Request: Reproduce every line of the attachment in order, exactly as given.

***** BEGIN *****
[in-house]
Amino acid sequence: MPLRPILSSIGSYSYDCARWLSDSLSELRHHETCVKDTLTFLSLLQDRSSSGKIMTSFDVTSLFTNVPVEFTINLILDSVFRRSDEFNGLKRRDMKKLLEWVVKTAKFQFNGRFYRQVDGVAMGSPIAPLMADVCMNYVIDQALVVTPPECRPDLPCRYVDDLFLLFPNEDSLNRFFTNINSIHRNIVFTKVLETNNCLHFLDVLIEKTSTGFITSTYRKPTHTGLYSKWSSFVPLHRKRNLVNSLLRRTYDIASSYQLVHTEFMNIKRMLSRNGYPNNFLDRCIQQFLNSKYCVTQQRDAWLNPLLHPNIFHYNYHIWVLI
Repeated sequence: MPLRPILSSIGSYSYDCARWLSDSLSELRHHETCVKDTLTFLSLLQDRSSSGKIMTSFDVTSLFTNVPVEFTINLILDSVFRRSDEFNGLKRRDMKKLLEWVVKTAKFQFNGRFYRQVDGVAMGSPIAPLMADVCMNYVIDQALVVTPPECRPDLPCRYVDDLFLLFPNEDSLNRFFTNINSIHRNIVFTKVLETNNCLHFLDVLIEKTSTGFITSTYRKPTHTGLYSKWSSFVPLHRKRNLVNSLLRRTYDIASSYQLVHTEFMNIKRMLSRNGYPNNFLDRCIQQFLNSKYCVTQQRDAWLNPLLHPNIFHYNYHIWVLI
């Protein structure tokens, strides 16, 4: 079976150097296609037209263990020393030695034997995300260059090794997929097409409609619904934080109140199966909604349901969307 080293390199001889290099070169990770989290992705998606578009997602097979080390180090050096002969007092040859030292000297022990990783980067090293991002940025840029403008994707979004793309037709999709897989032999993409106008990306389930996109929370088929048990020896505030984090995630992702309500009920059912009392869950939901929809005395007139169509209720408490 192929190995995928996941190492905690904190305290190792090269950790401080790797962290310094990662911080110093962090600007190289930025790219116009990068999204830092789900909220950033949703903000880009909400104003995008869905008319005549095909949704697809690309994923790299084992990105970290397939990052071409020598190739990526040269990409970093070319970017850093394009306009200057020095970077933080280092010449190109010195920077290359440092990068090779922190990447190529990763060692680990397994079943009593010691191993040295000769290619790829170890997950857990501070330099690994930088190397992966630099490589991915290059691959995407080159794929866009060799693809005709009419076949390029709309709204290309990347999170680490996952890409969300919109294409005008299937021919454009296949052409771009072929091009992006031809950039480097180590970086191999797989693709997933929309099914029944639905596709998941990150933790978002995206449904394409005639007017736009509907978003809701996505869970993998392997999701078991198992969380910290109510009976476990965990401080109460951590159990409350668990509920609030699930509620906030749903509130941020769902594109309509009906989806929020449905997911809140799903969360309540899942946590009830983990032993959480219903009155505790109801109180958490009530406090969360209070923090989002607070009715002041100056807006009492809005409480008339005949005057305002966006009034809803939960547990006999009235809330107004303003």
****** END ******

[in-house]
Amino acid sequence: MPLRPILSSIGSYSYDCARWLSDSLSELRHHETCVKDTLTFLSLLQDRSSSGKIMTSFDVTSLFTNVPVEFTINLILDSVFRRSDEFNGLKRRDMKKLLEWVVKTAKFQFNGRFYRQVDGVAMGSPIAPLMADVCMNYVIDQALVVTPPECRPDLPCRYVDDLFLLFPNEDSLNRFFTNINSIHRNIVFTKVLETNNCLHFLDVLIEKTSTGFITSTYRKPTHTGLYSKWSSFVPLHRKRNLVNSLLRRTYDIASSYQLVHTEFMNIKRMLSRNGYPNNFLDRCIQQFLNSKYCVTQQRDAWLNPLLHPNIFHYNYHIWVLI
Repeated sequence: MPLRPILSSIGSYSYDCARWLSDSLSELRHHETCVKDTLTFLSLLQDRSSSGKIMTSFDVTSLFTNVPVEFTINLILDSVFRRSDEFNGLKRRDMKKLLEWVVKTAKFQFNGRFYRQVDGVAMGSPIAPLMADVCMNYVIDQALVVTPPECRPDLPCRYVDDLFLLFPNEDSLNRFFTNINSIHRNIVFTKVLETNNCLHFLDVLIEKTSTGFITSTYRKPTHTGLYSKWSSFVPLHRKRNLVNSLLRRTYDIASSYQLVHTEFMNIKRMLSRNGYPNNFLDRCIQQFLNSKYCVTQQRDAWLNPLLHPNIFHYNYHIWVLI
């Protein structure tokens, strides 16, 4: 079976150097296609037209263990020393030695034997995300260059090794997929097409409609619904934080109140199966909604349901969307 080293390199001889290099070169990770989290992705998606578009997602097979080390180090050096002969007092040859030292000297022990990783980067090293991002940025840029403008994707979004793309037709999709897989032999993409106008990306389930996109929370088929048990020896505030984090995630992702309500009920059912009392869950939901929809005395007139169509209720408490 192929190995995928996941190492905690904190305290190792090269950790401080790797962290310094990662911080110093962090600007190289930025790219116009990068999204830092789900909220950033949703903000880009909400104003995008869905008319005549095909949704697809690309994923790299084992990105970290397939990052071409020598190739990526040269990409970093070319970017850093394009306009200057020095970077933080280092010449190109010195920077290359440092990068090779922190990447190529990763060692680990397994079943009593010691191993040295000769290619790829170890997950857990501070330099690994930088190397992966630099490589991915290059691959995407080159794929866009060799693809005709009419076949390029709309709204290309990347999170680490996952890409969300919109294409005008299937021919454009296949052409771009072929091009992006031809950039480097180590970086191999797989693709997933929309099914029944639905596709998941990150933790978002995206449904394409005639007017736009509907978003809701996505869970993998392997999701078991198992969380910290109510009976476990965990401080109460951590159990409350668990509920609030699930509620906030749903509130941020769902594109309509009906989806929020449905997911809140799903969360309540899942946590009830983990032993959480219903009155505790109801109180958490009530406090969360209070923090989002607070009715002041100056807006009492809005409480008339005949005057305002966006009034809803939960547990006999009235809330107004303003």